What Jesus purchased for us on an old rugged Cross allows us to “become the righteousness of Christ” (v. 21). Not reflect His righteousness, not talk about His righteousness, but actually become His righteousness!

We have the supreme privilege of being able to bring the message of reconciliation to others who used to be where we were: powerless sinners, unholy enemies of God!

We have the awesome joy of being God’s righteousness to people who think their irreconcilable differences will keep them from God!

The greatest act of serving you could ever do for anyone is telling them that they can be reconciled to God through Jesus Christ’s work on an old rugged Cross!

Absolutely amazing!

We’ll continue our look at the Old Rugged Cross next Sunday, and I’d love to have you join me at Calvary Assembly of God.

Links & Quotes

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Who are the happiest people in the world? These precious people!

“The sense of ownership in general is always to be encouraged. The humans are always putting up claims to ownership which sound equally funny in Heaven and in Hell and we must keep them doing so.” —C.S. Lewis, in The Screwtape Letters

“There are ten thousand actions good in themselves, which it might not be right for me to choose as my vocation in life. … Our prayer should be, ‘Show me what Thou wouldst have me to do’—have me to do in particular; not what is generally right, but what is particularly right for me to do.” ―Charles Spurgeon

J. Warner Wallace gives an important reminder to Christian apologists: The Evidence For Christianity Doesn’t “Tell” Us Anything.

[VIDEO] Here is another helpful reminder for Christian apologists on textual variants―

C.S. Lewis On Agape

C.S. Lewis“Of course taking in the poor illegitimate child is ‘charity.’ Charity means love. It is called Agape in the New Testament to distinguish it from Eros (sexual love), Storgë (family affection) and Philia (friendship). So there are 4 kinds of ‘love,’ all good in their proper place, but Agape is the best because it is the kind God has for us and is good in all circumstances. (There are people I mustn’t feel Eros towards, and people I can’t feel Storgë or Philia for; but I can practice Agape to God, Angels, Man and Beast, to the good and the bad, the old and the young, the far and the near. You see Agape is all giving, not getting. Read what St. Paul says about it in First Corinthians Chap. 13. Then look at a picture of Charity (or Agape) in action in St. Luke, chap 10 v. 30-35. And then, better still, look at Matthew chap 25 v. 31-46: from which you see that Christ counts all that you do for this baby exactly as if you had done it for Him when He was a baby in the manger at Bethlehem: you are in a sense sharing in the things His mother did for Him. Giving money is only one way of showing charity: to give time and toil is far better and (for most of us) harder. And notice, though it is all giving—you needn’t expect any reward—how you do gets rewarded almost at once.” ―C.S. Lewis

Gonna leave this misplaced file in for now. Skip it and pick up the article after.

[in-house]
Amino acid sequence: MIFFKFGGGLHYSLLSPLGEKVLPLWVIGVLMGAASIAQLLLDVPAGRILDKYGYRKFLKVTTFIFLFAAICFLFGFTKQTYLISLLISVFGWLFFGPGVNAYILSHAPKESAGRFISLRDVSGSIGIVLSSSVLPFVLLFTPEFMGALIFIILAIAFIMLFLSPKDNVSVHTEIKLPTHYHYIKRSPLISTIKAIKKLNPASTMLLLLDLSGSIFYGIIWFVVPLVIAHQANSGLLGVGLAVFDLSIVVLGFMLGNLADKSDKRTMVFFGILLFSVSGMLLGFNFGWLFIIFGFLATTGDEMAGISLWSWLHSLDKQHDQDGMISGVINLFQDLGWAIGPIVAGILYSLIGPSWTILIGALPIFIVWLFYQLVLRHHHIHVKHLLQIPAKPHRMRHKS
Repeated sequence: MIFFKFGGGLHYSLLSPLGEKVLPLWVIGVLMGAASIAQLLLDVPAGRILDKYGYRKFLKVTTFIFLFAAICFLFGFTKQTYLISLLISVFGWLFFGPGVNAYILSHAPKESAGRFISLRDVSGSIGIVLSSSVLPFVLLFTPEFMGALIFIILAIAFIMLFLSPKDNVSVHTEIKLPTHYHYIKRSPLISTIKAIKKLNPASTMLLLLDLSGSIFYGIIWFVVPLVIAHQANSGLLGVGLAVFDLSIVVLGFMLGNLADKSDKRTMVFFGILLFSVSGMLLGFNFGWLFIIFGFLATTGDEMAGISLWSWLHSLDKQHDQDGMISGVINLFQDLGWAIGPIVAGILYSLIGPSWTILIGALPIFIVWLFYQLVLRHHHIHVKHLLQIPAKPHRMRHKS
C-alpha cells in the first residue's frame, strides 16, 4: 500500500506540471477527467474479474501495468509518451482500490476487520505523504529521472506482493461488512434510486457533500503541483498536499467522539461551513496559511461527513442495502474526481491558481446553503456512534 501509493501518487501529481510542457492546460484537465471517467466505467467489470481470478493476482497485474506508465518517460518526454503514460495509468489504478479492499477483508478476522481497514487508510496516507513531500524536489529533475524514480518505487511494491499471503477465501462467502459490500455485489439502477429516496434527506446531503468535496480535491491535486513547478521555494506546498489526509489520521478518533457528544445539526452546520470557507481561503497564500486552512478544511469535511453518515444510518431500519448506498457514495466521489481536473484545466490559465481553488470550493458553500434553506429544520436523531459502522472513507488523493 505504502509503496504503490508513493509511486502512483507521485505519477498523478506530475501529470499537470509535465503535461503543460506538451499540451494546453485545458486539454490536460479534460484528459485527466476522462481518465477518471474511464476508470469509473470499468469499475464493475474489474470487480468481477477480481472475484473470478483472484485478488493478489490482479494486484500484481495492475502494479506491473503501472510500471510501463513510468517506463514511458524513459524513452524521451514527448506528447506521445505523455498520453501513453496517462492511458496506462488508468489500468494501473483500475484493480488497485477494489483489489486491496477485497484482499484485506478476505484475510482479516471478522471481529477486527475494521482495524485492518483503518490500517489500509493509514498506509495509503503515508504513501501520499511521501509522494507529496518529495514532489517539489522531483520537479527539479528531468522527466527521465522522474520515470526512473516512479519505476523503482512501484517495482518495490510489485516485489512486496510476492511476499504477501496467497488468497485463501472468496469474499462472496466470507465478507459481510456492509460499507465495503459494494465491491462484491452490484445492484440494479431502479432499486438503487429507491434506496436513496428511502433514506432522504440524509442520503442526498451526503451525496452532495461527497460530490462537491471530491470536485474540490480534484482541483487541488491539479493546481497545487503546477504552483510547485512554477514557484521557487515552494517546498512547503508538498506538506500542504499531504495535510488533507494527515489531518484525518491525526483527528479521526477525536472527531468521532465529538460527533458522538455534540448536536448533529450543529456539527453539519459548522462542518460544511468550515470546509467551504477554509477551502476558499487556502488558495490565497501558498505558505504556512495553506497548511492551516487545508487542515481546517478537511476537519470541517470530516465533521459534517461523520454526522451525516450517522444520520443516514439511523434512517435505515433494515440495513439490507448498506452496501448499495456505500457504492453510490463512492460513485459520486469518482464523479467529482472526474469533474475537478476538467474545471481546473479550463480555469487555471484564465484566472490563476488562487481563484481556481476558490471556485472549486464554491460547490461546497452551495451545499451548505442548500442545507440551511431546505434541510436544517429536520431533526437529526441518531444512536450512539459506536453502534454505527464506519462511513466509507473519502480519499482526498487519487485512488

What Are You Looking At?

Blue eyeI read a fascinating article on some recent research on how eye movement can effect moral decision-making.

The researchers found that, “people asked to choose between two written moral statements tend to glance more often towards the option they favour.” And also that a decision can be influenced by asking for an answer immediately after the person looks at what you want them to choose.

The Bible has much to say about where our eyes are fixed, and how that impacts our life decisions―

I have a message from God in my heart concerning the sinfulness of the wicked: There is no fear of God before their eyes. (Psalm 36:1)

So we fix our eyes not on what is seen, but on what is unseen, since what is seen is temporary, but what is unseen is eternal. (2 Corinthians 4:18)

With eyes full of adultery, they never stop sinning…. (2 Peter 2:14)

Your eye is the lamp of your body; when your eye (your conscience) is sound and fulfilling its office, your whole body is full of light; but when it is not sound and is not fulfilling its office, your body is full of darkness. (Luke 11:34, Amplified)

I made a covenant with my eyes not to look lustfully at a young woman. (Job 31:1)

Keep your eyes straight ahead; ignore all sideshow distractions. (Proverbs 4:25, Message)

So … what are you looking at?